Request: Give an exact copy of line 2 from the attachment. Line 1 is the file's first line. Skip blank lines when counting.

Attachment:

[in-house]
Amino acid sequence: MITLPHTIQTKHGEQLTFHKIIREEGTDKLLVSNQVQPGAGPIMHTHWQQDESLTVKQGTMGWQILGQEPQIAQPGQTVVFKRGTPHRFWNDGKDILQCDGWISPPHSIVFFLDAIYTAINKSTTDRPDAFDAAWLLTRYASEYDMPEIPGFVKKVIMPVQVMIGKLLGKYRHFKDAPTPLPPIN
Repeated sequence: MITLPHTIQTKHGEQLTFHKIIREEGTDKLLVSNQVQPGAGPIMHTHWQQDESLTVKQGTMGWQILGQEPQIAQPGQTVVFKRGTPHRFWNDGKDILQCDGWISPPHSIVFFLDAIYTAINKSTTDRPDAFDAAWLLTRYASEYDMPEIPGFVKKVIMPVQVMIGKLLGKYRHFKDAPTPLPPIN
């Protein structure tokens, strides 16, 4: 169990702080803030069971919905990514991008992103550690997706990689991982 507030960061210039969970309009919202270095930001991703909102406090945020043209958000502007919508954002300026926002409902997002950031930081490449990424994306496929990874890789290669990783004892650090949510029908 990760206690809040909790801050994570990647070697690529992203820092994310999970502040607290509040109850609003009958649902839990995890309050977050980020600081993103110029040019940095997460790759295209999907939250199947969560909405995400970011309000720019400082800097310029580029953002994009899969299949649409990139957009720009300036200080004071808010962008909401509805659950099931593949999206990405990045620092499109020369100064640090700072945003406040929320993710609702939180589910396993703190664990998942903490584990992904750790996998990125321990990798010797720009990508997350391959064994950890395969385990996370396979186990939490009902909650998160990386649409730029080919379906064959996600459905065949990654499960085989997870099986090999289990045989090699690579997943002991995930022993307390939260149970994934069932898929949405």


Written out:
Amino acid sequence: MITLPHTIQTKHGEQLTFHKIIREEGTDKLLVSNQVQPGAGPIMHTHWQQDESLTVKQGTMGWQILGQEPQIAQPGQTVVFKRGTPHRFWNDGKDILQCDGWISPPHSIVFFLDAIYTAINKSTTDRPDAFDAAWLLTRYASEYDMPEIPGFVKKVIMPVQVMIGKLLGKYRHFKDAPTPLPPIN